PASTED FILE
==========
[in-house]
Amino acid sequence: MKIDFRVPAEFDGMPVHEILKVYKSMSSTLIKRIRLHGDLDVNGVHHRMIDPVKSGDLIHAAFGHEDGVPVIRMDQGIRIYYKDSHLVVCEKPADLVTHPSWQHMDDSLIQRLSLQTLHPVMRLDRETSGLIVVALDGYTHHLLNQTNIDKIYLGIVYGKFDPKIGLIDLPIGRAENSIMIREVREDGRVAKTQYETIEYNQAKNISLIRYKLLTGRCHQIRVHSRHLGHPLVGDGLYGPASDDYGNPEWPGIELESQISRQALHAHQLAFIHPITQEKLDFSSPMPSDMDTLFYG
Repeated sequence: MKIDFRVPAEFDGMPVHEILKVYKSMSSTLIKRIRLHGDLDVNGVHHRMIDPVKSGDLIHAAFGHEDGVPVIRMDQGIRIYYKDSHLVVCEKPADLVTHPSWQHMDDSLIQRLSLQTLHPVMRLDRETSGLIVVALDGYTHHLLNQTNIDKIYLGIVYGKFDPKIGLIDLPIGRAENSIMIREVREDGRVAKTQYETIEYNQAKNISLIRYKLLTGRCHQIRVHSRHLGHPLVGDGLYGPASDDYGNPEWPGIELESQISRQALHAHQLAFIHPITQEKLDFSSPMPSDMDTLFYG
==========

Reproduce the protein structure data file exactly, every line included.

[in-house]
Amino acid sequence: MKIDFRVPAEFDGMPVHEILKVYKSMSSTLIKRIRLHGDLDVNGVHHRMIDPVKSGDLIHAAFGHEDGVPVIRMDQGIRIYYKDSHLVVCEKPADLVTHPSWQHMDDSLIQRLSLQTLHPVMRLDRETSGLIVVALDGYTHHLLNQTNIDKIYLGIVYGKFDPKIGLIDLPIGRAENSIMIREVREDGRVAKTQYETIEYNQAKNISLIRYKLLTGRCHQIRVHSRHLGHPLVGDGLYGPASDDYGNPEWPGIELESQISRQALHAHQLAFIHPITQEKLDFSSPMPSDMDTLFYG
Repeated sequence: MKIDFRVPAEFDGMPVHEILKVYKSMSSTLIKRIRLHGDLDVNGVHHRMIDPVKSGDLIHAAFGHEDGVPVIRMDQGIRIYYKDSHLVVCEKPADLVTHPSWQHMDDSLIQRLSLQTLHPVMRLDRETSGLIVVALDGYTHHLLNQTNIDKIYLGIVYGKFDPKIGLIDLPIGRAENSIMIREVREDGRVAKTQYETIEYNQAKNISLIRYKLLTGRCHQIRVHSRHLGHPLVGDGLYGPASDDYGNPEWPGIELESQISRQALHAHQLAFIHPITQEKLDFSSPMPSDMDTLFYG